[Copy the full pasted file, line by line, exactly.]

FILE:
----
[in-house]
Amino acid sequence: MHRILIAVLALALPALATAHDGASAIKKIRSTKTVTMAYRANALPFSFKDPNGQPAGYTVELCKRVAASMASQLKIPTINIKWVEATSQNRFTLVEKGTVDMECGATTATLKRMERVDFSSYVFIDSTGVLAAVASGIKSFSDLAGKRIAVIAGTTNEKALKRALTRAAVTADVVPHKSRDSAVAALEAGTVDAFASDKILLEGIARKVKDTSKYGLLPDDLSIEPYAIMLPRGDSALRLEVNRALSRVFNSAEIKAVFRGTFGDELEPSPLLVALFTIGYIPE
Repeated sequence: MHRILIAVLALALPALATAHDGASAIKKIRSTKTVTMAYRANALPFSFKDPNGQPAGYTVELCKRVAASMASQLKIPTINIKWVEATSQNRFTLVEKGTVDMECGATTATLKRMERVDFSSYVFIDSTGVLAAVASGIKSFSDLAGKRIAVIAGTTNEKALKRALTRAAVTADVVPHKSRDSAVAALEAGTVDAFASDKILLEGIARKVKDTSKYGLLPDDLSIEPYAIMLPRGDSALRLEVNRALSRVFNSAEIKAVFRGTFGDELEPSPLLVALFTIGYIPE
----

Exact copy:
[in-house]
Amino acid sequence: MHRILIAVLALALPALATAHDGASAIKKIRSTKTVTMAYRANALPFSFKDPNGQPAGYTVELCKRVAASMASQLKIPTINIKWVEATSQNRFTLVEKGTVDMECGATTATLKRMERVDFSSYVFIDSTGVLAAVASGIKSFSDLAGKRIAVIAGTTNEKALKRALTRAAVTADVVPHKSRDSAVAALEAGTVDAFASDKILLEGIARKVKDTSKYGLLPDDLSIEPYAIMLPRGDSALRLEVNRALSRVFNSAEIKAVFRGTFGDELEPSPLLVALFTIGYIPE
Repeated sequence: MHRILIAVLALALPALATAHDGASAIKKIRSTKTVTMAYRANALPFSFKDPNGQPAGYTVELCKRVAASMASQLKIPTINIKWVEATSQNRFTLVEKGTVDMECGATTATLKRMERVDFSSYVFIDSTGVLAAVASGIKSFSDLAGKRIAVIAGTTNEKALKRALTRAAVTADVVPHKSRDSAVAALEAGTVDAFASDKILLEGIARKVKDTSKYGLLPDDLSIEPYAIMLPRGDSALRLEVNRALSRVFNSAEIKAVFRGTFGDELEPSPLLVALFTIGYIPE